# Book Embeddings of Chessboard Graphs Casey J. Hufford Morehead State University.

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Book Embeddings of Chessboard Graphs Casey J. Hufford Morehead State University

History of the n-Queens Problem 1848 – Max Bezzel 1848 – Max Bezzel 8-Queens Problem: Can eight queens be placed on an 8x8 board such that no two queens attack one another? 8-Queens Problem: Can eight queens be placed on an 8x8 board such that no two queens attack one another? 1850 – Franz Nauck 1850 – Franz Nauck n-Queens Problem: Can n queens be placed on an nxn board such that no two queens attack one another? n-Queens Problem: Can n queens be placed on an nxn board such that no two queens attack one another? 2004 – Chess Variant Pages 2004 – Chess Variant Pages Pawn Placement Problem: How many pawns are necessary to place nine queens on an 8x8 board such that no two queens can attack one another? Pawn Placement Problem: How many pawns are necessary to place nine queens on an 8x8 board such that no two queens can attack one another?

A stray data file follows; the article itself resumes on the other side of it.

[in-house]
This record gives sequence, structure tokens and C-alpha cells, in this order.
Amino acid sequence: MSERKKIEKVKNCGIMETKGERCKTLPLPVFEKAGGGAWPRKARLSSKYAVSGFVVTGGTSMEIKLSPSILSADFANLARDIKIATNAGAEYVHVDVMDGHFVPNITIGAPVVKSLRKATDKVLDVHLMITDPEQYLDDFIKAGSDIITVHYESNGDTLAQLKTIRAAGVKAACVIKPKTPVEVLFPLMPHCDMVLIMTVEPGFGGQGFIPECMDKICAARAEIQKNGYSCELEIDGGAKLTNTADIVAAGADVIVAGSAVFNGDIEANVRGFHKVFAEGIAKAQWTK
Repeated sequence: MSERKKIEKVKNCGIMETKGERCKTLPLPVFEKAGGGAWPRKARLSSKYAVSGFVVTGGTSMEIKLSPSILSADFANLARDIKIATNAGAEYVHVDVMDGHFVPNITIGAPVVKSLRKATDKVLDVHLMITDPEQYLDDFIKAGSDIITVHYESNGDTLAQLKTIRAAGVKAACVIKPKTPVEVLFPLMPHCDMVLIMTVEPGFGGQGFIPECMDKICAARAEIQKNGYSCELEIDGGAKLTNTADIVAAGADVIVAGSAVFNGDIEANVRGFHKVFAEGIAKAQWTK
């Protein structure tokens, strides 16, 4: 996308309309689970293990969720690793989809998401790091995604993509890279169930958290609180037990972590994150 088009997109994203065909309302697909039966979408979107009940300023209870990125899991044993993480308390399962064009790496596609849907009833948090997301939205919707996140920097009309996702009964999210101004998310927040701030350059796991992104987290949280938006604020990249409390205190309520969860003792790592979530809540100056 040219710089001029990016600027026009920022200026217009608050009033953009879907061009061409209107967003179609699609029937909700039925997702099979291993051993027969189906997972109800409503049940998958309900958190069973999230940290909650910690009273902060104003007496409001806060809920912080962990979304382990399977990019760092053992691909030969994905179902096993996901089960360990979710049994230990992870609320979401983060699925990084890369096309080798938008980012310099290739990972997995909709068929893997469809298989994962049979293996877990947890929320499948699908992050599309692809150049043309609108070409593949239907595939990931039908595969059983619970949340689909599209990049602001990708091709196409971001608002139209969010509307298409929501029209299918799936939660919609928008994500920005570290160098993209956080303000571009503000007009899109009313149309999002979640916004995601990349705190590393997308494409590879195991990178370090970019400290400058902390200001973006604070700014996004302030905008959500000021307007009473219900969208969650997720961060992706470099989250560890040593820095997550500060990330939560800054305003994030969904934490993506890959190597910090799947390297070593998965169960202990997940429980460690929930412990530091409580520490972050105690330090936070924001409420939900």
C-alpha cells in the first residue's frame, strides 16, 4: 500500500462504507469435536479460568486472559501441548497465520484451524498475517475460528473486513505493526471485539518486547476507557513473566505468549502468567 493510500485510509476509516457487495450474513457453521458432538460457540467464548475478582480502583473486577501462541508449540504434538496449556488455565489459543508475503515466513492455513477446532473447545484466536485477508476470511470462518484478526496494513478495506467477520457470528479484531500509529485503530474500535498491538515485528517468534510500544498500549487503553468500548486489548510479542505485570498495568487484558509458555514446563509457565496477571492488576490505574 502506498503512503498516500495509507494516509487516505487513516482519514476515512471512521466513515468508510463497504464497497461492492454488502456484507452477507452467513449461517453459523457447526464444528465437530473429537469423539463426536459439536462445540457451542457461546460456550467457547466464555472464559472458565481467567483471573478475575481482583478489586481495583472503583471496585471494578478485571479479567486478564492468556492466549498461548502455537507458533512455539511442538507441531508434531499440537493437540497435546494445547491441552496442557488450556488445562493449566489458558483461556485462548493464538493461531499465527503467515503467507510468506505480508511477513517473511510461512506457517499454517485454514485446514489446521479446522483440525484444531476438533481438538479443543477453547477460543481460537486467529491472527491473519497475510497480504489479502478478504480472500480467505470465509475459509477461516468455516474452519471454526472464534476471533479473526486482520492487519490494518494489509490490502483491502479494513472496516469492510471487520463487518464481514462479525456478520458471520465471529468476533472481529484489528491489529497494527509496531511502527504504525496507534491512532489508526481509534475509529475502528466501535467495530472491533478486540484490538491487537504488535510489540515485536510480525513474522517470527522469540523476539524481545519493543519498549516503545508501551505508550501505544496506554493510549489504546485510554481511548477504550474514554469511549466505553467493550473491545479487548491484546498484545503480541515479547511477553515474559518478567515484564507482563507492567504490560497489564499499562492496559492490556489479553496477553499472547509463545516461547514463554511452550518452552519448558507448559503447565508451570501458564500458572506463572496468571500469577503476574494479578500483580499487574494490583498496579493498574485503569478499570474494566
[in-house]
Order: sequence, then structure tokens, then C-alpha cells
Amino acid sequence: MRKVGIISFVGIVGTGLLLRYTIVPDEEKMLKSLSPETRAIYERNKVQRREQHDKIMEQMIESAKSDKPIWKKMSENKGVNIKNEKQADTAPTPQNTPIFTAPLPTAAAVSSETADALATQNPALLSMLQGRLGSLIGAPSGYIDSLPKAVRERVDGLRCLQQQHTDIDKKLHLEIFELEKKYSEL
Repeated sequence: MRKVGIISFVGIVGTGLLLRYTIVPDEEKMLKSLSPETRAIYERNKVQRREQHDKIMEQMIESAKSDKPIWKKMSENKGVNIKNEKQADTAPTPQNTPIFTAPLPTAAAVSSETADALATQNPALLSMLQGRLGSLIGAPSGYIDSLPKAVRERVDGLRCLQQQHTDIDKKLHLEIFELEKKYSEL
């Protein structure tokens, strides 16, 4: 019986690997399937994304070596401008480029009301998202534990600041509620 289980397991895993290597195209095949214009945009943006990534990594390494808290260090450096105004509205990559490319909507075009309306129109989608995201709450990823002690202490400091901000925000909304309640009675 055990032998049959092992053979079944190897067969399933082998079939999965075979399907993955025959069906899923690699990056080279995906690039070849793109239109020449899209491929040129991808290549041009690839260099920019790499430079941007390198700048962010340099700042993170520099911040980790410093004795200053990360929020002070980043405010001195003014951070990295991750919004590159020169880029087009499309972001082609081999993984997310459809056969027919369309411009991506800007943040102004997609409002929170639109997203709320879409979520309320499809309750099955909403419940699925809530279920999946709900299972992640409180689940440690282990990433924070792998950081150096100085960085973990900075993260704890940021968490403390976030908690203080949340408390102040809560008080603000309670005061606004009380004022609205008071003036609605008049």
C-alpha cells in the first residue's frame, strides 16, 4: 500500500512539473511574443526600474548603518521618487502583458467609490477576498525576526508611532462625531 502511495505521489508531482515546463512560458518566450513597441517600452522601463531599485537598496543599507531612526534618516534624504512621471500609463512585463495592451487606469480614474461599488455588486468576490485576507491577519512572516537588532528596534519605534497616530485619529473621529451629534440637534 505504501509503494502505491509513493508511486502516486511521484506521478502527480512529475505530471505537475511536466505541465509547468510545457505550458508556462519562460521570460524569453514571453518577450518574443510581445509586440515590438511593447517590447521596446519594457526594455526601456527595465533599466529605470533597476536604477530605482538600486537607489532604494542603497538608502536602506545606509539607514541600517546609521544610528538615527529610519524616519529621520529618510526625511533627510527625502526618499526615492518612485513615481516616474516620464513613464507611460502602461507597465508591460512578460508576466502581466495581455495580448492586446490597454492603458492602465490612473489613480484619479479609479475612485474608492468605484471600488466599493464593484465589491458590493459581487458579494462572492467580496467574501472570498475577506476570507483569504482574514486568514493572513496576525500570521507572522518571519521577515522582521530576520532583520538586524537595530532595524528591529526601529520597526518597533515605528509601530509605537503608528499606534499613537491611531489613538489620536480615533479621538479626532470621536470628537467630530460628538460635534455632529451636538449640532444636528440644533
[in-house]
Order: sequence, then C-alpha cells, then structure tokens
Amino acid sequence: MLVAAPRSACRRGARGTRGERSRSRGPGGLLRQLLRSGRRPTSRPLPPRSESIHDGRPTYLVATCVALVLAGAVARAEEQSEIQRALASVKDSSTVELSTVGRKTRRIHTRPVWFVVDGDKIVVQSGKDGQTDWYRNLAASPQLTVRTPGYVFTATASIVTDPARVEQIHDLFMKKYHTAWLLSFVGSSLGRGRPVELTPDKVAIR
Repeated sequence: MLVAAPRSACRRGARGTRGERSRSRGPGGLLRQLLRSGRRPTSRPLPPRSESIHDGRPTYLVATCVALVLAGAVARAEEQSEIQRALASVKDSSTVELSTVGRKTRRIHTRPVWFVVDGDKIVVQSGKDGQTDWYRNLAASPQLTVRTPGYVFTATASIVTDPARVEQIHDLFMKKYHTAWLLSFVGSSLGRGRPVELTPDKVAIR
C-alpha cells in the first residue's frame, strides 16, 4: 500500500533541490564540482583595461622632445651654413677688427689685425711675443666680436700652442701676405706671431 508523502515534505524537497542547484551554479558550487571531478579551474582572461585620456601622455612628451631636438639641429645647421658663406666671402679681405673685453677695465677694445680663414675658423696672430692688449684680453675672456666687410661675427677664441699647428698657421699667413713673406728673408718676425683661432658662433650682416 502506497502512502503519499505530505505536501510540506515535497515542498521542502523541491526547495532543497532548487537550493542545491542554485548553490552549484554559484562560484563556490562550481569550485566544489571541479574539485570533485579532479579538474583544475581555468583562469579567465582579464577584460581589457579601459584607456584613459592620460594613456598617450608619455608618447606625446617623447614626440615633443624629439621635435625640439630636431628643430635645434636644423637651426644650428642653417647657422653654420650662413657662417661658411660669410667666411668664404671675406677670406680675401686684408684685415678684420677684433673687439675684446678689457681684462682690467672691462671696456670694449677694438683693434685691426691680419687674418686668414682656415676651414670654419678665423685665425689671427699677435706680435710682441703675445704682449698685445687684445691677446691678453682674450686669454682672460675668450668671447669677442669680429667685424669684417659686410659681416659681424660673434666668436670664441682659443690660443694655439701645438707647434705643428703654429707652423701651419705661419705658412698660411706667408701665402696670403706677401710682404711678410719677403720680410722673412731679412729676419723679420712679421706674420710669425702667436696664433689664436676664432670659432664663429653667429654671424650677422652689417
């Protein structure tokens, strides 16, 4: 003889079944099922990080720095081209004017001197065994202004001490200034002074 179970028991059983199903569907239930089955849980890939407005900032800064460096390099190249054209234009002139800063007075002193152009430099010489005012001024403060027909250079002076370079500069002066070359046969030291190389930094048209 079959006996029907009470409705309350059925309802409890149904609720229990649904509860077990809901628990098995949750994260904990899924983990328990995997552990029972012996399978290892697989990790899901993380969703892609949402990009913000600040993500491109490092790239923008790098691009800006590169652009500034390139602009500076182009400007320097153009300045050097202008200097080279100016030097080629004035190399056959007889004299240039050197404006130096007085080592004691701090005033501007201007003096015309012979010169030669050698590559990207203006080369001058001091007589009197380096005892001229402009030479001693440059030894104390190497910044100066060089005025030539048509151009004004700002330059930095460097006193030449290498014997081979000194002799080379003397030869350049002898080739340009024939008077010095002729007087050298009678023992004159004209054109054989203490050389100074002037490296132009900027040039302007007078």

Definition of the Queens Graph The nxn queens graph Q nxn is the diagram created by connecting the vertices of two cells on a chessboard with an edge if a queen can travel from one vertex to the other in a single turn. (Gripshover 2007) The nxn queens graph Q nxn is the diagram created by connecting the vertices of two cells on a chessboard with an edge if a queen can travel from one vertex to the other in a single turn. (Gripshover 2007) Q nxn can be broken down into rows, columns, and diagonals. Q nxn can be broken down into rows, columns, and diagonals. A complete graph K n is a graph on n vertices such that all possible edges between two vertices exist in the graph. (Blankenship 2003) A complete graph K n is a graph on n vertices such that all possible edges between two vertices exist in the graph. (Blankenship 2003)

Examples of K 4 Graphs Figure 1: Different representations of a K 4